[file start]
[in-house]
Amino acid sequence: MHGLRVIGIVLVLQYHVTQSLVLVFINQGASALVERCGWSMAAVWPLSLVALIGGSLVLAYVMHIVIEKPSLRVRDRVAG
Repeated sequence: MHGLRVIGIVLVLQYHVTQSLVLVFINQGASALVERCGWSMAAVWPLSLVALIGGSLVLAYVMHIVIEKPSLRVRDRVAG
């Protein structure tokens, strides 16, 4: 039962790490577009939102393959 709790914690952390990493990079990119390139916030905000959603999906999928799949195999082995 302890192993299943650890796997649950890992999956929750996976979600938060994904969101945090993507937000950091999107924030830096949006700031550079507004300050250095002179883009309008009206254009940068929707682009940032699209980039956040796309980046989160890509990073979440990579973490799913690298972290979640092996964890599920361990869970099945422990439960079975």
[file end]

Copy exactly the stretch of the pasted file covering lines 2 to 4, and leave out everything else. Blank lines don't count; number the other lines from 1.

Amino acid sequence: MHGLRVIGIVLVLQYHVTQSLVLVFINQGASALVERCGWSMAAVWPLSLVALIGGSLVLAYVMHIVIEKPSLRVRDRVAG
Repeated sequence: MHGLRVIGIVLVLQYHVTQSLVLVFINQGASALVERCGWSMAAVWPLSLVALIGGSLVLAYVMHIVIEKPSLRVRDRVAG
């Protein structure tokens, strides 16, 4: 039962790490577009939102393959 709790914690952390990493990079990119390139916030905000959603999906999928799949195999082995 302890192993299943650890796997649950890992999956929750996976979600938060994904969101945090993507937000950091999107924030830096949006700031550079507004300050250095002179883009309008009206254009940068929707682009940032699209980039956040796309980046989160890509990073979440990579973490799913690298972290979640092996964890599920361990869970099945422990439960079975």